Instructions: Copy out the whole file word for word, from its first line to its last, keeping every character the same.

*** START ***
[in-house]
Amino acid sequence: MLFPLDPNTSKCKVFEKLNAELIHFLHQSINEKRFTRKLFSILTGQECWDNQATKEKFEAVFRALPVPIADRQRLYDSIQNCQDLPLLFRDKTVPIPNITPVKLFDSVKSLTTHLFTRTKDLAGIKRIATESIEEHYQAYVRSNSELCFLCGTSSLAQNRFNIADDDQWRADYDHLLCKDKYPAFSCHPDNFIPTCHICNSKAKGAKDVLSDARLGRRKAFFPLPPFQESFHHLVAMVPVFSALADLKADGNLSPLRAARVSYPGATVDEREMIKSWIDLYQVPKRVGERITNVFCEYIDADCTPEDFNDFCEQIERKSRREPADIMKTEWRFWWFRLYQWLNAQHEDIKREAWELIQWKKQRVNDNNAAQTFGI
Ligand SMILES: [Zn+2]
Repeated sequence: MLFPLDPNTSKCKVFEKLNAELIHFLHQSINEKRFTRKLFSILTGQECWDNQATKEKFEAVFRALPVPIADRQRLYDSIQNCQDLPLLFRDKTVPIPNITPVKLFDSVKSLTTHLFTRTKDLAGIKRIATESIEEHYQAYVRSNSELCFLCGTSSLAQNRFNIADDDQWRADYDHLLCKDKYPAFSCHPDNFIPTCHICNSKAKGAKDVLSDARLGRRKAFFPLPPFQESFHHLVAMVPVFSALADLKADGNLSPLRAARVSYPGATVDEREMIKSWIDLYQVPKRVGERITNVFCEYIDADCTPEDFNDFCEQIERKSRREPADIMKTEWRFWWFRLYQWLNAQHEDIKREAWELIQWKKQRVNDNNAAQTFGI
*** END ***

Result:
[in-house]
Amino acid sequence: MLFPLDPNTSKCKVFEKLNAELIHFLHQSINEKRFTRKLFSILTGQECWDNQATKEKFEAVFRALPVPIADRQRLYDSIQNCQDLPLLFRDKTVPIPNITPVKLFDSVKSLTTHLFTRTKDLAGIKRIATESIEEHYQAYVRSNSELCFLCGTSSLAQNRFNIADDDQWRADYDHLLCKDKYPAFSCHPDNFIPTCHICNSKAKGAKDVLSDARLGRRKAFFPLPPFQESFHHLVAMVPVFSALADLKADGNLSPLRAARVSYPGATVDEREMIKSWIDLYQVPKRVGERITNVFCEYIDADCTPEDFNDFCEQIERKSRREPADIMKTEWRFWWFRLYQWLNAQHEDIKREAWELIQWKKQRVNDNNAAQTFGI
Ligand SMILES: [Zn+2]
Repeated sequence: MLFPLDPNTSKCKVFEKLNAELIHFLHQSINEKRFTRKLFSILTGQECWDNQATKEKFEAVFRALPVPIADRQRLYDSIQNCQDLPLLFRDKTVPIPNITPVKLFDSVKSLTTHLFTRTKDLAGIKRIATESIEEHYQAYVRSNSELCFLCGTSSLAQNRFNIADDDQWRADYDHLLCKDKYPAFSCHPDNFIPTCHICNSKAKGAKDVLSDARLGRRKAFFPLPPFQESFHHLVAMVPVFSALADLKADGNLSPLRAARVSYPGATVDEREMIKSWIDLYQVPKRVGERITNVFCEYIDADCTPEDFNDFCEQIERKSRREPADIMKTEWRFWWFRLYQWLNAQHEDIKREAWELIQWKKQRVNDNNAAQTFGI